Sunday, February 7, 2010

Adventures in wreath-making

Right before Snowmageddon 2010 arrived, I knew it was time to hunker down and finally do something with the wine corks I'd been collecting since we moved into our house in December 2006. I decided to take all these corks and make a wreath to hang in the dining room. I hopped over to Michael's Thursday afternoon and bought five flat wreath forms (I was overly ambitious) and got out my glue gun (another fifth-grade purchase -- I was an overly ambitious child, too).

Then, I had everything I needed...

Three years worth of corks (free)

Five wreath forms -- 6 inch ($0.99), 12 inch ($1.99) and 18 inch ($3.99, but only $1.60 after my 60-percent-off coupon). (Spoiler alert...I only needed one.)

One glue gun (from fifth grade, so basically free to me)



Glue gun all fired up (and ready to go!), I placed some brown mailing paper on the dining room table.  I started out with the 6-inch wreath form and created a reasonably ugly little bad boy.

Ugly wreath:


After admitting defeat, I came to the realization I had no idea what I was doing. I disassembled the wreath with ease (glue-gun glue is fairly forgiving). I decided to just make the 18-inch wreath and make it well. Then I did some Web research and found this helpful post.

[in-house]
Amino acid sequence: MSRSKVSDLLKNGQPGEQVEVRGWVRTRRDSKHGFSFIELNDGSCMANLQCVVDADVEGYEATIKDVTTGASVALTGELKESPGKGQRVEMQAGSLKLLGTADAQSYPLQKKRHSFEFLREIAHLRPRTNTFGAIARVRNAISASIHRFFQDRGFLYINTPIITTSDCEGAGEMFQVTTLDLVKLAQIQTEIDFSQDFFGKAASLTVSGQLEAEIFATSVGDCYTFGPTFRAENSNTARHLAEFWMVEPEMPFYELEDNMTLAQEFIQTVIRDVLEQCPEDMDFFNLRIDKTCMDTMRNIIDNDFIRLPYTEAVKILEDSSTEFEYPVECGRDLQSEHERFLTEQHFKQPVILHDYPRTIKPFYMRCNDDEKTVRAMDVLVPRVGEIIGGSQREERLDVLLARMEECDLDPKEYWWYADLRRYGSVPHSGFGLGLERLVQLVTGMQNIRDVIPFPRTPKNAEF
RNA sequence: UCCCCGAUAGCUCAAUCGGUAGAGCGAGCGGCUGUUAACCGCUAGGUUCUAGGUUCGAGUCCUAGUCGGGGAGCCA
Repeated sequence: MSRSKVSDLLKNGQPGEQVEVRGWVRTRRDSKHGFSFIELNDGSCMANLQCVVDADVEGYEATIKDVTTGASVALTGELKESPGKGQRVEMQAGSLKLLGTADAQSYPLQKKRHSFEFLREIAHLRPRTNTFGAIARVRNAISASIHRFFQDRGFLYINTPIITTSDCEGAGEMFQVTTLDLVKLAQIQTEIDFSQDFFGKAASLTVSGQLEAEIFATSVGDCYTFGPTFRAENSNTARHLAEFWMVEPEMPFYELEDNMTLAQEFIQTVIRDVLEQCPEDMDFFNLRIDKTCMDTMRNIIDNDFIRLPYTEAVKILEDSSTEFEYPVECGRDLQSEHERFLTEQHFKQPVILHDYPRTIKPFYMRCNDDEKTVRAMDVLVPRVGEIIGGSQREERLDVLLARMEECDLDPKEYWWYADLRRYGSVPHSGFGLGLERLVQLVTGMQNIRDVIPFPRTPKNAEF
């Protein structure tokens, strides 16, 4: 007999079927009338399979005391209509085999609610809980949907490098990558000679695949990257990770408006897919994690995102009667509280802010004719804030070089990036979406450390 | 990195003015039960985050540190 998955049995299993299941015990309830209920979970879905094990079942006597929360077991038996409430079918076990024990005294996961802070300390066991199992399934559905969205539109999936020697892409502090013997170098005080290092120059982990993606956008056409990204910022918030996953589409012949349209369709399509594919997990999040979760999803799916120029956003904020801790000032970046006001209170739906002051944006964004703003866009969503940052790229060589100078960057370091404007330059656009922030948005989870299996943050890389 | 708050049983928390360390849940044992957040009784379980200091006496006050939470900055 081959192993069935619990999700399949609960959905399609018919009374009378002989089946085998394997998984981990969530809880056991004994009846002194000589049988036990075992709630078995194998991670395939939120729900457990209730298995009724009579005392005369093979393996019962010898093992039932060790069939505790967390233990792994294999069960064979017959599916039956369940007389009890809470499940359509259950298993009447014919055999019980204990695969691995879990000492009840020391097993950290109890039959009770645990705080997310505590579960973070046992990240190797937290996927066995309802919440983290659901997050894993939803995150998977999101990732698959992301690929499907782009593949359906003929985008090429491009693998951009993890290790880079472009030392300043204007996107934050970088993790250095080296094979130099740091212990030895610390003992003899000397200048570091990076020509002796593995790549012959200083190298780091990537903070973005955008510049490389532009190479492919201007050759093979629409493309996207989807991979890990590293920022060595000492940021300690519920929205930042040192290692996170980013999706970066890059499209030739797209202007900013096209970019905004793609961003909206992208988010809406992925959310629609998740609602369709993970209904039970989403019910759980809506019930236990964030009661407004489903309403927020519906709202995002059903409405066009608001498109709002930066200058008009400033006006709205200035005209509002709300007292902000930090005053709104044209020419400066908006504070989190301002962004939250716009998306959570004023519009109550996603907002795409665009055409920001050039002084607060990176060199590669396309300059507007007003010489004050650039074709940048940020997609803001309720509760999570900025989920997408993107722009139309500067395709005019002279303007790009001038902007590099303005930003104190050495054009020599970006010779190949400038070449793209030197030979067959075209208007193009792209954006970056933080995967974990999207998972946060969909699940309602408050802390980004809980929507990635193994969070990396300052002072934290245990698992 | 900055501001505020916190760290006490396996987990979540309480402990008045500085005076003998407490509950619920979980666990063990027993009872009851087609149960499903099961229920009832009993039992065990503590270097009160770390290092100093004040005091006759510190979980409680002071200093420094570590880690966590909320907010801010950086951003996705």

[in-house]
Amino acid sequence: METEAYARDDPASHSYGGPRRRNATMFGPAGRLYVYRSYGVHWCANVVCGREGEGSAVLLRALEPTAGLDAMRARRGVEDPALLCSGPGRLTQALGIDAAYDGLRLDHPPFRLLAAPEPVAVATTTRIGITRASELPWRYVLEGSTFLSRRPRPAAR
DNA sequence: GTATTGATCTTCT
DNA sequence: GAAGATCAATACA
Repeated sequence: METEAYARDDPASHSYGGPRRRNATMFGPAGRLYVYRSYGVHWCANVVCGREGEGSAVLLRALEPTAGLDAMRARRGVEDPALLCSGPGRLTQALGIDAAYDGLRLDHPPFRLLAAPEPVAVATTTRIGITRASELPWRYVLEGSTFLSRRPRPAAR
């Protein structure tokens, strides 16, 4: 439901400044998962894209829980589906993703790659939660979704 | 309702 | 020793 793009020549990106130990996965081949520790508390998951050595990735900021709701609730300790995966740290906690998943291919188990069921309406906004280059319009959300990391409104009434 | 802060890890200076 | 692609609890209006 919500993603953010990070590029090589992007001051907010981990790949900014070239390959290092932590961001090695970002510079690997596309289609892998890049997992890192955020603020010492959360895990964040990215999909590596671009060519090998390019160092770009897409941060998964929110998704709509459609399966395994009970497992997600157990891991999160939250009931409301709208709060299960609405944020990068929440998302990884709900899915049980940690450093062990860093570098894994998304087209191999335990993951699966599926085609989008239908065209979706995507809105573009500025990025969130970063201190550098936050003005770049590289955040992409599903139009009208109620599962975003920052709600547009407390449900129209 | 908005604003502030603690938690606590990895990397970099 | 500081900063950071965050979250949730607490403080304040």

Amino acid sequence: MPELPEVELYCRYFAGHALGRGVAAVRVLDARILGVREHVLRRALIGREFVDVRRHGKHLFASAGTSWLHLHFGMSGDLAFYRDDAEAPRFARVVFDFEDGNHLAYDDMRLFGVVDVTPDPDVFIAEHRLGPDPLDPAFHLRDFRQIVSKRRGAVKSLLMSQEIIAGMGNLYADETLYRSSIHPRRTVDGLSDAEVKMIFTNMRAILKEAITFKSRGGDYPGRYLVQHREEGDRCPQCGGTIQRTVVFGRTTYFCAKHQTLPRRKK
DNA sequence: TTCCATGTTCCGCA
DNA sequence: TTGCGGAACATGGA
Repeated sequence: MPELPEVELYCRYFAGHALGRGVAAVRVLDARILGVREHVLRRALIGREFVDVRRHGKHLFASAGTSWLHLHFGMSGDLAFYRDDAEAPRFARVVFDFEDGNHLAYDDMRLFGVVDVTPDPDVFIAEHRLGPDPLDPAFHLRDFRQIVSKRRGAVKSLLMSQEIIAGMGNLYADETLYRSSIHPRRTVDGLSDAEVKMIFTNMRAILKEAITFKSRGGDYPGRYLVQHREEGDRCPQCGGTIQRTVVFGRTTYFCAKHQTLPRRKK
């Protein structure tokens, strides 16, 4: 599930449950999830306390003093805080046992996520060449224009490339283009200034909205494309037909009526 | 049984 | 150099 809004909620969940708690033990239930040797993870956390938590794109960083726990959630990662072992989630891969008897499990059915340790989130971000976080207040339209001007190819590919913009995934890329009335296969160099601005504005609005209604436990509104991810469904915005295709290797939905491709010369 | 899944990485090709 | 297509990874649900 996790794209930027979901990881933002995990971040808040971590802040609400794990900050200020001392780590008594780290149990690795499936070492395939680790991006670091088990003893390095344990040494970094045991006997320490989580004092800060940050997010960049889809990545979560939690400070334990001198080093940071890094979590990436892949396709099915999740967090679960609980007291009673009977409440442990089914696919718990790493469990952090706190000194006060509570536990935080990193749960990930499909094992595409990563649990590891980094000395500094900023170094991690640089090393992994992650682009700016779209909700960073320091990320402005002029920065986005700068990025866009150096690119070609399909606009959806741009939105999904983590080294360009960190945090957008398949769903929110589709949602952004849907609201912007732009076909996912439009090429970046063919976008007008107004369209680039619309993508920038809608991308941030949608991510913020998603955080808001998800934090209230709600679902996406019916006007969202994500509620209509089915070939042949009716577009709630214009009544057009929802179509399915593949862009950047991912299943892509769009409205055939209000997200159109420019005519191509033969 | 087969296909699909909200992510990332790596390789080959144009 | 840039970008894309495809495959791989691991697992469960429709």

I followed the site's advice and divided out my favorite corks to save for the top layer. I want this project to have some sentimental value, which is why I didn't use plain store-bought corks and instead spent over three years collecting corks. I set aside the corks from our travels, special restaurants and generally favorite wines (like Mark West and Dynamite).

I realized that I needed a plan for layering. So, I designed this pattern for the bottom layer:


Complete bottom layer:
 

Continuing with the site's advice, I made a second layer with randomly placed corks -- some vertical, some horizontal, some diagonal.
Close up of second layer:



 To increase the wreath's visual interest, I made a third and final layer by placing corks on the inside and outside edges of the wreath, as well as adding more randomly placed corks on the top.

Close up of third layer:

 

And, a couple hours later, I have a complete wreath perched on a dining room mantle.
Before:




After:




My wreath isn't perfect. There are places where I got a little happy with the glue gun, and there is clearly too much glue visible. Next time I might use the straw wreath form rather than the wooden one.

My wreath also isn't 100 percent complete. I still want to add a grosgrain ribbon to the bottom, but I'm looking for the right color, most likely a deep blue. For now, though, I'll say "Mission accomplished" and return some unused wreath forms to the store.

1 comment:

  1. Wow Steph-- looks great! Makes me think I might actually be able to complete the cork board project I have in mind for those corks I've been saving the last year or so. Also, loving the lamp from Pier 1.

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